## 1 Introduction

To every algebraic structure $${\mathbf {A}}$$, one can associate certain subsets of its finite direct powers $${\mathbf {A}}^n$$ ($$n \in {\mathbb {N}}$$). For example, the relational clone of $${\mathbf {A}}$$ consists of all subuniverses of these direct powers. Two algebras defined on the same base set A, but possibly with different basic operations, may have the same relational clone: if A is finite, this happens if and only if the two algebras are term equivalent, i.e., each fundamental operation of one algebra is a term operation of the other algebra [8, p. 55, Folgerung 1.2.4]. Universal algebraic geometry associates with $${\mathbf {A}}$$ all solution sets S of (possibly infinite) systems of algebraic equations of the form $$S = \{ (a_1, \ldots , a_n) \in A^n \mid f_i (a_1, \ldots , a_n) = g_i (a_1, \ldots , a_n) \text { for all } i \in I\}$$, where $$f_i, g_i$$ are term operations from $${\mathbf {A}}$$. We will call such a solution set S an algebraic set. Following Pinus [6, p. 501], two algebras defined on the same base set A are called algebraically equivalent if they have the same algebraic sets. An algebra is called an equational domain if for all $$n \in {\mathbb {N}}$$ and all algebraic subsets ST of $$A^n$$, the union $$S \cup T$$ is again algebraic. Using a description of algebraic equivalence through certain invariants, Pinus proved that on a finite set, there are at most finitely many algebraically inequivalent equational domains [6, Theorem 3]. In the present note, we observe that this finiteness can also be obtained by considering the clonoid of the characteristic functions of algebraic sets and applying a consequence of the Baker Pixley Theorem [2, Theorem 2.1] that was recently proved by Sparks [9, Theorem 2.1] to these clonoids.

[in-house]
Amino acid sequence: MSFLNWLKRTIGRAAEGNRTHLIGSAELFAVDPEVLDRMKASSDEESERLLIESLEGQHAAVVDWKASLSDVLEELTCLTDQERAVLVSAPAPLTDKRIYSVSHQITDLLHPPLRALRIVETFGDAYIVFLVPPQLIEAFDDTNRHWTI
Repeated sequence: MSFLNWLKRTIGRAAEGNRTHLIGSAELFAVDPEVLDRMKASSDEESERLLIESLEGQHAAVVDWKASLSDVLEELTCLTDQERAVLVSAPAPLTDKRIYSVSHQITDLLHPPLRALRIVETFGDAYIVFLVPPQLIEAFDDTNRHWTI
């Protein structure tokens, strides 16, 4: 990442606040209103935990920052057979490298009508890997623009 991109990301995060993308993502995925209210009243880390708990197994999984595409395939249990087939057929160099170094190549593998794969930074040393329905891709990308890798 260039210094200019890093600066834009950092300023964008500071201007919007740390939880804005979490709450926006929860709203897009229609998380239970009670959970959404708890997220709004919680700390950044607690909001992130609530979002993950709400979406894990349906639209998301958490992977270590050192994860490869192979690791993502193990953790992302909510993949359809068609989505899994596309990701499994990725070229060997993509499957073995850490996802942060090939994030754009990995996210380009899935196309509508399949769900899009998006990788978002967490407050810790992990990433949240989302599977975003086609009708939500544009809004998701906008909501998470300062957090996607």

## 2 Definable sets

We note that the solutions of a term equation $$s(x_1, \ldots , x_n) = t (x_1, \ldots , x_n)$$ in n variables over the algebra $${\mathbf {A}}$$ can be written in the form

\begin{aligned} S = \{ (a_1, \ldots , a_n) \in A^n \mid {\mathbf {A}} \models \varphi (a_1, \ldots , a_n)\}, \end{aligned}